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Bridgeton Landfill

A dump truck and backhoe put fill dirt into the Bridgeton landfill on Aug. 13, 2014. (Photo by Jacob Barker/Post-Dispatch, file)

Republic Services will provide more carbon monoxide data from the Bridgeton Landfill to Missouri regulators under a new order from a St. Louis County Circuit Court judge, but the company says the data it has already submitted show the area is under control.

Missouri Attorney General Chris Koster asked Judge Michael Jamison last month to order monthly carbon monoxide reporting from an area near the radiologically contaminated West Lake Landfill.

Carbon monoxide can indicate the presence of fire. A smoldering fire began in the south quarry of the Bridgeton Landfill four years ago, where Republic Services says it has contained it.

Republic Services’ attorneys accused Koster in court filings of attempting to “spread panic and fear amongst his constituency” and asserted that the conditions of the landfill were at a managed state.

A spokesman on Wednesday pointed to recently submitted January data that show temperatures have dipped and methane levels have increased in some of the wells from which Koster sought the additional carbon monoxide data. Carbon monoxide levels in the neck — the section that connects the north and south quarries — have also decreased, Republic said.

“The latest data also confirms that all gas wells in the north quarry, which is the area closest in proximity to the radiologically impacted material in the adjacent West Lake Landfill, are operating at normal conditions,” spokesman Russ Knocke said in a statement.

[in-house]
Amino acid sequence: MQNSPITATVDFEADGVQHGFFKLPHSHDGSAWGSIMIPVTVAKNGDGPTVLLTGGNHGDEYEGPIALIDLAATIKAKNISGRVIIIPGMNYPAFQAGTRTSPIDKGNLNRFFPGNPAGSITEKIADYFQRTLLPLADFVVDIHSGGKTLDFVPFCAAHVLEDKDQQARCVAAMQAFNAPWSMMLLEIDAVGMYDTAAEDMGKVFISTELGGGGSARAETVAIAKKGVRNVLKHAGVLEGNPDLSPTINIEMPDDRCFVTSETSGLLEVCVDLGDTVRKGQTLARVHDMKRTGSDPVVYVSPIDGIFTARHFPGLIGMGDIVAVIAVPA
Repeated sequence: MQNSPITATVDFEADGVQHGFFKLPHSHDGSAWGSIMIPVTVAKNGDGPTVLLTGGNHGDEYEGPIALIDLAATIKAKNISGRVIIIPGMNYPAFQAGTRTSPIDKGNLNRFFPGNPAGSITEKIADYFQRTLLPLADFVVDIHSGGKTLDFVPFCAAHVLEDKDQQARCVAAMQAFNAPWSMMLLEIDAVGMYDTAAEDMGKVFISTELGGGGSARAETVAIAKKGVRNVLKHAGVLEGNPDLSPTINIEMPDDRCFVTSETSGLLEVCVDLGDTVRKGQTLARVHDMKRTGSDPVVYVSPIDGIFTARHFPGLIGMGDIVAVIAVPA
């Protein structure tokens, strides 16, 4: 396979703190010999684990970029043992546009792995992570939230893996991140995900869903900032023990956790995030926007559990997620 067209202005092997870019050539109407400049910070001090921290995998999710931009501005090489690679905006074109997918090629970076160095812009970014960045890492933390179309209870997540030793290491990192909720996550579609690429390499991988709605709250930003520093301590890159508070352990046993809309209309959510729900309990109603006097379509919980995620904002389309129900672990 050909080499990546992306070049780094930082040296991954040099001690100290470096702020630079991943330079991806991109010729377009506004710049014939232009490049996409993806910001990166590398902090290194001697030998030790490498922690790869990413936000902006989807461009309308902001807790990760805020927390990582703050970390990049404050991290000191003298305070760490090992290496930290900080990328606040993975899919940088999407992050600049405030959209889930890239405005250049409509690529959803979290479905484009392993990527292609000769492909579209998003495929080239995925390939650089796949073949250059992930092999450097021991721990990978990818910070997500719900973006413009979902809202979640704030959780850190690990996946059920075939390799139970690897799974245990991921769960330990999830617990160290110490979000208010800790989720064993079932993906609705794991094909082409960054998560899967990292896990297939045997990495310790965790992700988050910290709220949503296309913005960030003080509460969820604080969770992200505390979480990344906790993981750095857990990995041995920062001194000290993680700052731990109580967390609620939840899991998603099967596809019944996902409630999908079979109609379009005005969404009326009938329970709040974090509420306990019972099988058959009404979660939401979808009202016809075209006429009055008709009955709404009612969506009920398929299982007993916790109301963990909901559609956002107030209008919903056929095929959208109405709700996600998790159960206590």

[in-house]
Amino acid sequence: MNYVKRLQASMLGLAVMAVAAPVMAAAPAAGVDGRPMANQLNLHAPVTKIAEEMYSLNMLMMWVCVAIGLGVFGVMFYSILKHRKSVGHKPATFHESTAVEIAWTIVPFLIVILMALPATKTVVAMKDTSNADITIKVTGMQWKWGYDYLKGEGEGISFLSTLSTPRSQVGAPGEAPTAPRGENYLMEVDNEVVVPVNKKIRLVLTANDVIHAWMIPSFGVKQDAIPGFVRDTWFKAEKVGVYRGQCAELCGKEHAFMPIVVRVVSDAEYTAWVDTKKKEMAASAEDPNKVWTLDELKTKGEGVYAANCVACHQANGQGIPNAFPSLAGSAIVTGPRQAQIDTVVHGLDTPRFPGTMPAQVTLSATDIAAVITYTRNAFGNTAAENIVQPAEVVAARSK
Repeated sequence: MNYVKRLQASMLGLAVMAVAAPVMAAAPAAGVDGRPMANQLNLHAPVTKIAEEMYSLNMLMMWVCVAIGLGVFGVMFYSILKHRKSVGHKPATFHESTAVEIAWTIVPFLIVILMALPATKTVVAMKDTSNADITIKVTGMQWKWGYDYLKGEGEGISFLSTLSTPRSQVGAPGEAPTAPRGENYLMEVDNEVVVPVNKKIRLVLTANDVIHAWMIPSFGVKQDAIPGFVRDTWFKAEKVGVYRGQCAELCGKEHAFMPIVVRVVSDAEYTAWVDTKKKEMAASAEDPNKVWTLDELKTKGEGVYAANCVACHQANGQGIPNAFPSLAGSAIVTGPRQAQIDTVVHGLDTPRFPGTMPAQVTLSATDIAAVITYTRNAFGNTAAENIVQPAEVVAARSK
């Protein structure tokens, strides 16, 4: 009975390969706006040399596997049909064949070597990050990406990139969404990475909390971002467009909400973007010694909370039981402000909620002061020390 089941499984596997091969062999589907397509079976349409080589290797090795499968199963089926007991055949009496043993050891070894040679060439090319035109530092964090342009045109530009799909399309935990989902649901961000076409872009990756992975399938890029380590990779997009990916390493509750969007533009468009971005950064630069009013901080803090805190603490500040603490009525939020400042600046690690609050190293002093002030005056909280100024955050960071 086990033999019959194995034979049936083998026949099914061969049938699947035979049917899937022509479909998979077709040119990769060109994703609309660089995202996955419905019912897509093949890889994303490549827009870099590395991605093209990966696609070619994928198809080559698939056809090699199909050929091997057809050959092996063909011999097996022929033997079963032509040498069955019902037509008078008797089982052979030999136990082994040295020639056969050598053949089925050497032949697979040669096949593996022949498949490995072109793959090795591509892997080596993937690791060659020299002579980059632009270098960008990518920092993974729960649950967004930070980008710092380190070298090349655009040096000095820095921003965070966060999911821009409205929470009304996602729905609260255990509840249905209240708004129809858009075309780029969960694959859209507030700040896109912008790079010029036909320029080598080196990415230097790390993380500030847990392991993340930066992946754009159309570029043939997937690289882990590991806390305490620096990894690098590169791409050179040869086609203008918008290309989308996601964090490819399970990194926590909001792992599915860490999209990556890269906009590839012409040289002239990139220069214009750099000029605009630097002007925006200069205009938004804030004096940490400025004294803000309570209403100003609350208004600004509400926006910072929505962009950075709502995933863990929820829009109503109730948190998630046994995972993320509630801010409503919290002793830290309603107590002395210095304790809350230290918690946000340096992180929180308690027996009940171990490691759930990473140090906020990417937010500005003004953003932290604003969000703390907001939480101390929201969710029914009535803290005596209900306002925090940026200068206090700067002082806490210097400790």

Republic Services is under a court order to control odors, emissions and contaminated liquid at the Bridgeton Landfill, where an underground fire has been smoldering for four years. It regularly submits certain data to regulators, but in recent reports, it has not reported carbon monoxide data from some of the gas wells near West Lake and referenced in Koster’s request.

It will now have to report carbon monoxide from those wells, according to the court order.

“Additional temperature data, coupled with monthly (carbon monoxide) data from the 13 existing gas extraction wells, helps alert the state and the public to possible migration of the underground fire in the north,” Koster said in a statement. “Our goal remains to have access to the same information Republic has, to carefully consider threats to public safety.”

Judge Jamison also ruled that his court has authority to order sampling at the landfill, which could be used to test how much radioactive material is in the Bridgeton Landfill. Recent studies have shown at least some radiologically contaminated waste is outside of West Lake.

Though Republic initially argued that would interfere with the Environmental Protection Agency’s handling of the West Lake site, the company said that Koster’s office had agreed to work with the agency on sampling and that its concerns had been resolved.

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